For more information, visit http://astro1.panet.utoledo.edu/~rirving/current_camp.html.

CFO outlines budget amendment process

UT Chief Financial Officer Dr. Scott Scarborough outlined the University’s budget amendment process in his Budget Exchange Journal Monday morning, identifying a three-stage process following state budget cuts that have left the institution with an $8 million academic enterprise budget gap and a $1 million hole at the hospital.

The stages Scarborough identified are:

1. UT will closely examine all non-revenue producing programs, non-essential support services, and all cost-saving and revenue-enhancing ideas offered by the University’s internal Finance and Strategy Committee;

2. UT will have informal conversations with the unions about voluntarily rescinding negotiated salary increases; and

3. If steps one and two are insufficient, the University will work with deans and vice presidents to reduce the work force.

The University also will look to a spring 2010 tuition increase, structured to help UT recapture about $2 million in state funding, he wrote.

“To offset a portion of this lost funding, the state of Ohio has authorized public universities to raise undergraduate tuition by 3.5 percent for both years of the biennium,” Scarborough wrote. “At UT, we will likely raise tuition this fall, but scholarship every dollar back to students. Beginning in the spring, however, we will not scholarship the tuition increase back to students.”

Scarborough said he would discuss the budget further when he hosts a town hall meeting Tuesday, July 28, at 11 a.m. The meeting will be Webcast at video.utoledo.edu, and questions can be submitted to townhallquestions@utoledo.edu both prior to and during the forum.

Also included in Scarborough’s post was a list of five principles that will guide the budget amendment process. Highlighting transparency, strategic focus and respect for those adversely affected by budget decisions, he also emphasized that UT’s new reality was not temporary.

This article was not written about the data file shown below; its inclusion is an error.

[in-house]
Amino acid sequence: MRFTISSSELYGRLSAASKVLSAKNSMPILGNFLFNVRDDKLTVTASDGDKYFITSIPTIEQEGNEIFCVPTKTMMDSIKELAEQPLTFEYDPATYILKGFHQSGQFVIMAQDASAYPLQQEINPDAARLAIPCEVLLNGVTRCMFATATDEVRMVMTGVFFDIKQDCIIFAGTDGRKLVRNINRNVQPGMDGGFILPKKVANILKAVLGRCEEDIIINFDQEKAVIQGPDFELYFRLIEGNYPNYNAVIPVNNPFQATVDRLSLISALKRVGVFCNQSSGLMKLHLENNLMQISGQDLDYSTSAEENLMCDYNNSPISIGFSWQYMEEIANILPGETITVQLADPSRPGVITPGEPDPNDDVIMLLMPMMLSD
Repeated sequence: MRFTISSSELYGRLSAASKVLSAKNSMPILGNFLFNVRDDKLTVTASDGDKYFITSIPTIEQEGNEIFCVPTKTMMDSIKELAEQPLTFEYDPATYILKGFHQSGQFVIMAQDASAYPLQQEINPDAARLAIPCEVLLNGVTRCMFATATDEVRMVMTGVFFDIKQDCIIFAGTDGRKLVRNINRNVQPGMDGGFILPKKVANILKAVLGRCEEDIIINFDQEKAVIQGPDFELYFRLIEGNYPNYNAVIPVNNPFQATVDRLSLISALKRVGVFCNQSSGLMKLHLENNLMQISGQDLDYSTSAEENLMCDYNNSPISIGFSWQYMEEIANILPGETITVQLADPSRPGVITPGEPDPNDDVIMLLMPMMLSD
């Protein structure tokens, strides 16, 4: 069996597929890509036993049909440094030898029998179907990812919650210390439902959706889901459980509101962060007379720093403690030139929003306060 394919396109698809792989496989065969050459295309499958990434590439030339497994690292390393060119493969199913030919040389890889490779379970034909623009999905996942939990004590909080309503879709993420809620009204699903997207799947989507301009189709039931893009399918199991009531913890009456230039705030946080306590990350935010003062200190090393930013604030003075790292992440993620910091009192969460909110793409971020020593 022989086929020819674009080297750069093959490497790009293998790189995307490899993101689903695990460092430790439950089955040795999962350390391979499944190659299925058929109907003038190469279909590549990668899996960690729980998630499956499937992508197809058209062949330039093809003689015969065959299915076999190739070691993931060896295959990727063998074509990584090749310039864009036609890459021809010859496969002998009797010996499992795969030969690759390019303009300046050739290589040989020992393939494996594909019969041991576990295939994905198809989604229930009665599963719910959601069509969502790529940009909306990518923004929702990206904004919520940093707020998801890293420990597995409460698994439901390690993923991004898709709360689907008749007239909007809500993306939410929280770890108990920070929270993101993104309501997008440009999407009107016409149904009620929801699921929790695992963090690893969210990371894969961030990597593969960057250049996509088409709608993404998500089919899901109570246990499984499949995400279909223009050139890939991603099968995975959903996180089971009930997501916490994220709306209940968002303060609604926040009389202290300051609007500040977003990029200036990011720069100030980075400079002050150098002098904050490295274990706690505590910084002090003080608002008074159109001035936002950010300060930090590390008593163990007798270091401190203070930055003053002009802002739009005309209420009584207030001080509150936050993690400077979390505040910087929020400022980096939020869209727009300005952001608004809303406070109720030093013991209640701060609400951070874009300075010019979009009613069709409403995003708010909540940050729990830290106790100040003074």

“We will recognize the current economic challenges for what they are — an ongoing challenge to make the University of the future a leaner and more narrowly focused organization that continues to deliver academic quality in a dynamically changing world,” Scarborough wrote. “This is our new reality, and it isn’t a short-term challenge — it is here to stay.”

Read Scarborough’s journal post here.

Physician assistant recognized for community, professional service

As president and CEO of Life Connection of Ohio, the not-for-profit organ procurement organization, and a physician assistant for 36 years, Michael G. Phillips not only understands the most basic qualities of life, he works each day to improve them.



Phillips recently was recognized as a Distinguished Fellow of the American Academy of Physician Assistants for his outstanding service to his profession, commitment to advancing health care for all people, and exemplary personal and professional development.

“It is truly an honor to be recognized with fellow physician assistants who have a sincere commitment to delivering the highest quality of care possible in their respective fields of practice,” Phillips said. “I have been fortunate to be able to dedicate my career to organ donation and transplantation.”

In 2003, Phillips helped co-found UT’s Human Donation Science Program, the first and only academic program in the country designed to prepare individuals to coordinate the organ donation and transplant process.